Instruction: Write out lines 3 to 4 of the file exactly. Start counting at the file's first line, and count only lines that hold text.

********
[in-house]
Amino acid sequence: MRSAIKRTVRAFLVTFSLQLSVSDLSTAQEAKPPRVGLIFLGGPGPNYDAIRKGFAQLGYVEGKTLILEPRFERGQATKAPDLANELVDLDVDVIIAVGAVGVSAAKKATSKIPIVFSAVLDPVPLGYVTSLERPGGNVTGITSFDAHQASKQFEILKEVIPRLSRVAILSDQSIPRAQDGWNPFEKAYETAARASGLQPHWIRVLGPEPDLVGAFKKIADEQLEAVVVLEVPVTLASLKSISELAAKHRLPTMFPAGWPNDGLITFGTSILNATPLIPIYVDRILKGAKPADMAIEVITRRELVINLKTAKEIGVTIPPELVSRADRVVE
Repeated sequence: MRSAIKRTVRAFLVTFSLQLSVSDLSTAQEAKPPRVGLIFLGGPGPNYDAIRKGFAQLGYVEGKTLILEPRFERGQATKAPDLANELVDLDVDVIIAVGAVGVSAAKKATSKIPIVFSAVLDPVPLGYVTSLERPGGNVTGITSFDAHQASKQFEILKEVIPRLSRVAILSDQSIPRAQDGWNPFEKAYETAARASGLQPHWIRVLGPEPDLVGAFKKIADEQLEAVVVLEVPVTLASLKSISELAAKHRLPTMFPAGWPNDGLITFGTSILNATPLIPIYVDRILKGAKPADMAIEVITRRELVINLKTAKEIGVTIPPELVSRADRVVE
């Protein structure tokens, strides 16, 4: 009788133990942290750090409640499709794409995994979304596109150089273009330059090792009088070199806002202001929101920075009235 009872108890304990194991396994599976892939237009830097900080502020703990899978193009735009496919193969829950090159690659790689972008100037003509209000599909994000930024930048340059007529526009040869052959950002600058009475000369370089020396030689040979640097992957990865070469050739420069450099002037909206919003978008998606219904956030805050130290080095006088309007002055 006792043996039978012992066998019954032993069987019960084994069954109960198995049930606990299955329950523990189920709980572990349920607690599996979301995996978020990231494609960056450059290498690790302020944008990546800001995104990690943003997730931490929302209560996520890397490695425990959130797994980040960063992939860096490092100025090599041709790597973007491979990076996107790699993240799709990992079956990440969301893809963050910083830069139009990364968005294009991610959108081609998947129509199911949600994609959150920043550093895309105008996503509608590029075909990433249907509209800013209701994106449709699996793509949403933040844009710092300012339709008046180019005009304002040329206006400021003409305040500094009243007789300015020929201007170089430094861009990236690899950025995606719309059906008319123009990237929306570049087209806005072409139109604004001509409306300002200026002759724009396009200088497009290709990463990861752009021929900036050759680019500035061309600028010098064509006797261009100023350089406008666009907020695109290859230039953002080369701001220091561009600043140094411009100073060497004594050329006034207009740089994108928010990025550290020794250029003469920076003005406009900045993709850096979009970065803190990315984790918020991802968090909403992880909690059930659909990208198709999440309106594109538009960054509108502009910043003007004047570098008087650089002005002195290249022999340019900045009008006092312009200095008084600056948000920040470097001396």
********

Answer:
Repeated sequence: MRSAIKRTVRAFLVTFSLQLSVSDLSTAQEAKPPRVGLIFLGGPGPNYDAIRKGFAQLGYVEGKTLILEPRFERGQATKAPDLANELVDLDVDVIIAVGAVGVSAAKKATSKIPIVFSAVLDPVPLGYVTSLERPGGNVTGITSFDAHQASKQFEILKEVIPRLSRVAILSDQSIPRAQDGWNPFEKAYETAARASGLQPHWIRVLGPEPDLVGAFKKIADEQLEAVVVLEVPVTLASLKSISELAAKHRLPTMFPAGWPNDGLITFGTSILNATPLIPIYVDRILKGAKPADMAIEVITRRELVINLKTAKEIGVTIPPELVSRADRVVE
């Protein structure tokens, strides 16, 4: 009788133990942290750090409640499709794409995994979304596109150089273009330059090792009088070199806002202001929101920075009235 009872108890304990194991396994599976892939237009830097900080502020703990899978193009735009496919193969829950090159690659790689972008100037003509209000599909994000930024930048340059007529526009040869052959950002600058009475000369370089020396030689040979640097992957990865070469050739420069450099002037909206919003978008998606219904956030805050130290080095006088309007002055 006792043996039978012992066998019954032993069987019960084994069954109960198995049930606990299955329950523990189920709980572990349920607690599996979301995996978020990231494609960056450059290498690790302020944008990546800001995104990690943003997730931490929302209560996520890397490695425990959130797994980040960063992939860096490092100025090599041709790597973007491979990076996107790699993240799709990992079956990440969301893809963050910083830069139009990364968005294009991610959108081609998947129509199911949600994609959150920043550093895309105008996503509608590029075909990433249907509209800013209701994106449709699996793509949403933040844009710092300012339709008046180019005009304002040329206006400021003409305040500094009243007789300015020929201007170089430094861009990236690899950025995606719309059906008319123009990237929306570049087209806005072409139109604004001509409306300002200026002759724009396009200088497009290709990463990861752009021929900036050759680019500035061309600028010098064509006797261009100023350089406008666009907020695109290859230039953002080369701001220091561009600043140094411009100073060497004594050329006034207009740089994108928010990025550290020794250029003469920076003005406009900045993709850096979009970065803190990315984790918020991802968090909403992880909690059930659909990208198709999440309106594109538009960054509108502009910043003007004047570098008087650089002005002195290249022999340019900045009008006092312009200095008084600056948000920040470097001396």